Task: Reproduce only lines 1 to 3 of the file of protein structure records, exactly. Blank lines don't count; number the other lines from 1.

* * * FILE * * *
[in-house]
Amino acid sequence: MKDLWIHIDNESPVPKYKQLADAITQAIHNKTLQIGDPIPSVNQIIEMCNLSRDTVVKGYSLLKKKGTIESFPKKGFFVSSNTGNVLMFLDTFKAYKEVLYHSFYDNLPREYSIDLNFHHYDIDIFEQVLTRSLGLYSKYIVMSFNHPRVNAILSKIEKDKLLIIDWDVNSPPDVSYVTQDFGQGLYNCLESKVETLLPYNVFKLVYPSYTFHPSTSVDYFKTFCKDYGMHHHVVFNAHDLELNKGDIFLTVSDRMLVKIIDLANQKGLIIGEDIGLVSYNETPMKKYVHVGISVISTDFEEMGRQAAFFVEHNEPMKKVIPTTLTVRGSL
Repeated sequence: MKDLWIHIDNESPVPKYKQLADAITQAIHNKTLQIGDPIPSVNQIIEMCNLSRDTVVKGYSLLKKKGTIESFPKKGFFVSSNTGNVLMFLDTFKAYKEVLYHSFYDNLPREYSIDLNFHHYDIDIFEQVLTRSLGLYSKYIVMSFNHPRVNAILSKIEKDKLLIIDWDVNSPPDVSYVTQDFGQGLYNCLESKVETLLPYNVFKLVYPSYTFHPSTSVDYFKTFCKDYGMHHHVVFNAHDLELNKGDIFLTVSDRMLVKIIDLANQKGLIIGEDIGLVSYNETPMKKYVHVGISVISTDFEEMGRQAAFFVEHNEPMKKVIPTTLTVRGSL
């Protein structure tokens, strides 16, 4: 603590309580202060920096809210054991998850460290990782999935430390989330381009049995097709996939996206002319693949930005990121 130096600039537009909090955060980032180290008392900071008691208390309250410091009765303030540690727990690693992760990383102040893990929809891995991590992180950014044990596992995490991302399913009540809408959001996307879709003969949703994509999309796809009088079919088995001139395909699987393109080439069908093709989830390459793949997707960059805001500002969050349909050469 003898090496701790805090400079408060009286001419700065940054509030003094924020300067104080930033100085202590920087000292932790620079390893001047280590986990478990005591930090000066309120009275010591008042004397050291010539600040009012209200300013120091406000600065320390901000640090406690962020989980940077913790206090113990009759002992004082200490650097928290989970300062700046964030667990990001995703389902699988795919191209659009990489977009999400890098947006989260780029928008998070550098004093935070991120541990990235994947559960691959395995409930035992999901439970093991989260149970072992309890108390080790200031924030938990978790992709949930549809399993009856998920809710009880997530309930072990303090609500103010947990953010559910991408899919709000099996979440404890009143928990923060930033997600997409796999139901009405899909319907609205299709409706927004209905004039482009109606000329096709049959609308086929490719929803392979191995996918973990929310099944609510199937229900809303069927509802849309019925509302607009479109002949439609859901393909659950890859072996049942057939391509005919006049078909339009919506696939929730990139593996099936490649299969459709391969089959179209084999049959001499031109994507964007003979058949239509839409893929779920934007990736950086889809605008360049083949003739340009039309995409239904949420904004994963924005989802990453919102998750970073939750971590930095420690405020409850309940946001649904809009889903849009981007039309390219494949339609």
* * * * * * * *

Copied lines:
[in-house]
Amino acid sequence: MKDLWIHIDNESPVPKYKQLADAITQAIHNKTLQIGDPIPSVNQIIEMCNLSRDTVVKGYSLLKKKGTIESFPKKGFFVSSNTGNVLMFLDTFKAYKEVLYHSFYDNLPREYSIDLNFHHYDIDIFEQVLTRSLGLYSKYIVMSFNHPRVNAILSKIEKDKLLIIDWDVNSPPDVSYVTQDFGQGLYNCLESKVETLLPYNVFKLVYPSYTFHPSTSVDYFKTFCKDYGMHHHVVFNAHDLELNKGDIFLTVSDRMLVKIIDLANQKGLIIGEDIGLVSYNETPMKKYVHVGISVISTDFEEMGRQAAFFVEHNEPMKKVIPTTLTVRGSL
Repeated sequence: MKDLWIHIDNESPVPKYKQLADAITQAIHNKTLQIGDPIPSVNQIIEMCNLSRDTVVKGYSLLKKKGTIESFPKKGFFVSSNTGNVLMFLDTFKAYKEVLYHSFYDNLPREYSIDLNFHHYDIDIFEQVLTRSLGLYSKYIVMSFNHPRVNAILSKIEKDKLLIIDWDVNSPPDVSYVTQDFGQGLYNCLESKVETLLPYNVFKLVYPSYTFHPSTSVDYFKTFCKDYGMHHHVVFNAHDLELNKGDIFLTVSDRMLVKIIDLANQKGLIIGEDIGLVSYNETPMKKYVHVGISVISTDFEEMGRQAAFFVEHNEPMKKVIPTTLTVRGSL